I didn't like watching any TV coverage but in some ways you should - you can read some putts. Not watching actually cost me here at Lytham in 1996 when I was playing with Tom Lehman. I had a putt on the first green that lots of other guys had had, and made, but I misread it. If I'd watched TV I'd have seen it. But you do whatever you think.
Playing golf on the Sunday of a major is the greatest feeling in this sport, to have your stomach churning and to go out there and hit some shots better than you could ever imagine. After all the focus, when you knew it was over, you could physically feel the adrenalin wallop out of you. It was quite amazing.
What do you think about Luke Donald's and Lee Westwood's performance this week?
Luke's battling away. This week was probably better than the score suggests. He's the only one of the English guys to have asked my advice and came to see me about six weeks ago. He has always struggled on day one of majors.
The US Open was a disaster and he realised a couple of things I was talking about. It's about preparation, hitting shots you know you can play, not trying shots in majors you're not comfortable with. He's still growing, still learning.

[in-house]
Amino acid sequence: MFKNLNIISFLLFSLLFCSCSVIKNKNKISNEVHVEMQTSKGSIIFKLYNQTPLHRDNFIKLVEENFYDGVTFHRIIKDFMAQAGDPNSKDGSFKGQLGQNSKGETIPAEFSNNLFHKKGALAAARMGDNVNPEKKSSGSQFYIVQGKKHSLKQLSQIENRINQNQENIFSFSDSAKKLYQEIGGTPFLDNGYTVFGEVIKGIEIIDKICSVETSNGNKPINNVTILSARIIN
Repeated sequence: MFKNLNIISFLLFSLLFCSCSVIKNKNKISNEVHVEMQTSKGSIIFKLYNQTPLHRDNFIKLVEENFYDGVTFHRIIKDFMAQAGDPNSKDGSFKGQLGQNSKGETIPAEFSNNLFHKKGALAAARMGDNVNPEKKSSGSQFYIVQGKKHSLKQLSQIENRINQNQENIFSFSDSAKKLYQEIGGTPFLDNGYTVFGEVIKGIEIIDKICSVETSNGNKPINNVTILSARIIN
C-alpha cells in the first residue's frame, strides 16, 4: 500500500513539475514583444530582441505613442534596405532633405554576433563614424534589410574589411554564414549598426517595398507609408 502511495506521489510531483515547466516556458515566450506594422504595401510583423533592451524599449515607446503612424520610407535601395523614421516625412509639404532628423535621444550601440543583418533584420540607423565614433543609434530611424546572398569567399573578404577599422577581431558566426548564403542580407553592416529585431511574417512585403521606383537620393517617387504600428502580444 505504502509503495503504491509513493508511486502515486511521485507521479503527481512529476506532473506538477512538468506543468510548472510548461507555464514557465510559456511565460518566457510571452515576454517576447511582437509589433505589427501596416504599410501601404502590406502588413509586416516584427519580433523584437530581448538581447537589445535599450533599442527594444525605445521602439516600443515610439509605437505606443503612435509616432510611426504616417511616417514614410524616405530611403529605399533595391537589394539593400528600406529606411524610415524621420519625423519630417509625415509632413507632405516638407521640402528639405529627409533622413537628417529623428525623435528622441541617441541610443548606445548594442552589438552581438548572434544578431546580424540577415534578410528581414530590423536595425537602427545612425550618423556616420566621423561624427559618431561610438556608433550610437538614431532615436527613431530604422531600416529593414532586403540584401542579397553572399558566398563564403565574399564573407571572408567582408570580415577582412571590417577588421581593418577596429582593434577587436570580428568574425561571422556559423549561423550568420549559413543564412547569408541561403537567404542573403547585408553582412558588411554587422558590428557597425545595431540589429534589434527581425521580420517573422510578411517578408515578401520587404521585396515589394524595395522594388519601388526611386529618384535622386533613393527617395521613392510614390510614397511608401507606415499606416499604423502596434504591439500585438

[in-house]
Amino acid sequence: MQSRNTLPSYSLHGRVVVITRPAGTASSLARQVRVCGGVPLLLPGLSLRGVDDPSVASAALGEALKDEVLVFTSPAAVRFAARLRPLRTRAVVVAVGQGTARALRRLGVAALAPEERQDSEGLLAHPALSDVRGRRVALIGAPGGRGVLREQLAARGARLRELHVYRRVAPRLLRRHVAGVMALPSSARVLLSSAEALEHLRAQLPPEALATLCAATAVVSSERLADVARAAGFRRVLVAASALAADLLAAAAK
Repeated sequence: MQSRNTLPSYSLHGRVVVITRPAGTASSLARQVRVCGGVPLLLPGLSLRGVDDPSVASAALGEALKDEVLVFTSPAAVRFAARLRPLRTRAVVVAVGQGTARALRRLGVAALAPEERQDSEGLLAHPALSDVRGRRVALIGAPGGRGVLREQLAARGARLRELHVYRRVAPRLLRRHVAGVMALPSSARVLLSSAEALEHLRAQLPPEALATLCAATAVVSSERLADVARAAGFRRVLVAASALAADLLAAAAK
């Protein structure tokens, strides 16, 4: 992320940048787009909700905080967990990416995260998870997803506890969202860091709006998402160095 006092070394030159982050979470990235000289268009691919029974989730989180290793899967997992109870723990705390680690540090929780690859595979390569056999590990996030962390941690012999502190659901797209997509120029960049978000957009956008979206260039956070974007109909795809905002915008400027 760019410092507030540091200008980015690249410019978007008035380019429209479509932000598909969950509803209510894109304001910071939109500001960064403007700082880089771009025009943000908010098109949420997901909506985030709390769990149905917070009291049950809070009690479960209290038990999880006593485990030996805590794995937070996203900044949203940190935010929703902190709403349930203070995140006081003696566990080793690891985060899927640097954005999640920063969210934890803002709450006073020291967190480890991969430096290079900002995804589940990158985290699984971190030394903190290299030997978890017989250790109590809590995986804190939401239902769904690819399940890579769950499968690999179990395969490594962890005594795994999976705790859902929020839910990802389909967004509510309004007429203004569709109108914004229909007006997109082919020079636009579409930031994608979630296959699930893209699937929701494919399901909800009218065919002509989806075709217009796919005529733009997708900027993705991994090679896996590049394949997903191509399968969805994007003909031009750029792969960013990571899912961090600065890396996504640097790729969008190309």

Lee was under a lot of expectation and pressure. He has a few scars from places like Turnberry where he had the lead and didn't quite get in. And being close to 40, in golfing terms, has an effect on a lot of us. It's how good your nerves are when you get older.
He's had to deal with people talking about how his short game is not so good and holding him back. He should turn it back and say, 'Ok, my short game isn't great but I'm working on it' rather than defending it all the time. Ian Poulter said years ago he wanted to tap my brain for Augusta but he never has. I'm always available and very cheap!
Sir Nick Faldo was talking to BBC Sport's Rob Hodgetts.
This page is best viewed in an up-to-date web browser with style sheets (CSS) enabled. While you will be able to view the content of this page in your current browser, you will not be able to get the full visual experience. Please consider upgrading your browser software or enabling style sheets (CSS) if you are able to do so.